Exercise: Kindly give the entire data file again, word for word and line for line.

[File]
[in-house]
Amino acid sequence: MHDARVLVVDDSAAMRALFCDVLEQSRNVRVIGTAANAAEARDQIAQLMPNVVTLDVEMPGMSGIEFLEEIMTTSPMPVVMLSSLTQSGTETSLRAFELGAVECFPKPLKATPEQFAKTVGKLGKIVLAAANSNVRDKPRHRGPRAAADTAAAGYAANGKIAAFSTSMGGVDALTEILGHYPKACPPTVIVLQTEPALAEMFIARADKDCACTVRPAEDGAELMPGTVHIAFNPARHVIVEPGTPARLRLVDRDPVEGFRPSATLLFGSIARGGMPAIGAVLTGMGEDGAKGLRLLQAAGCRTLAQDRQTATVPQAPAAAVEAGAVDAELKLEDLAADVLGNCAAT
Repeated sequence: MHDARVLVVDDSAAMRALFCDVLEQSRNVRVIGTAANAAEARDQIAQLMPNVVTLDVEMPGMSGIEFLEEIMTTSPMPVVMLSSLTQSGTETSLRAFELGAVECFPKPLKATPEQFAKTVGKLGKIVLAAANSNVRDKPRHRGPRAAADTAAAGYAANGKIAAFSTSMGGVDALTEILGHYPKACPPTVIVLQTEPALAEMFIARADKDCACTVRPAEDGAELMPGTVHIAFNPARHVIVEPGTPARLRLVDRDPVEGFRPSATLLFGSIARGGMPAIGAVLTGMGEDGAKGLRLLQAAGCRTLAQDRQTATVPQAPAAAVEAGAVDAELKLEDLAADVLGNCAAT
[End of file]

[in-house]
Amino acid sequence: MHDARVLVVDDSAAMRALFCDVLEQSRNVRVIGTAANAAEARDQIAQLMPNVVTLDVEMPGMSGIEFLEEIMTTSPMPVVMLSSLTQSGTETSLRAFELGAVECFPKPLKATPEQFAKTVGKLGKIVLAAANSNVRDKPRHRGPRAAADTAAAGYAANGKIAAFSTSMGGVDALTEILGHYPKACPPTVIVLQTEPALAEMFIARADKDCACTVRPAEDGAELMPGTVHIAFNPARHVIVEPGTPARLRLVDRDPVEGFRPSATLLFGSIARGGMPAIGAVLTGMGEDGAKGLRLLQAAGCRTLAQDRQTATVPQAPAAAVEAGAVDAELKLEDLAADVLGNCAAT
Repeated sequence: MHDARVLVVDDSAAMRALFCDVLEQSRNVRVIGTAANAAEARDQIAQLMPNVVTLDVEMPGMSGIEFLEEIMTTSPMPVVMLSSLTQSGTETSLRAFELGAVECFPKPLKATPEQFAKTVGKLGKIVLAAANSNVRDKPRHRGPRAAADTAAAGYAANGKIAAFSTSMGGVDALTEILGHYPKACPPTVIVLQTEPALAEMFIARADKDCACTVRPAEDGAELMPGTVHIAFNPARHVIVEPGTPARLRLVDRDPVEGFRPSATLLFGSIARGGMPAIGAVLTGMGEDGAKGLRLLQAAGCRTLAQDRQTATVPQAPAAAVEAGAVDAELKLEDLAADVLGNCAAT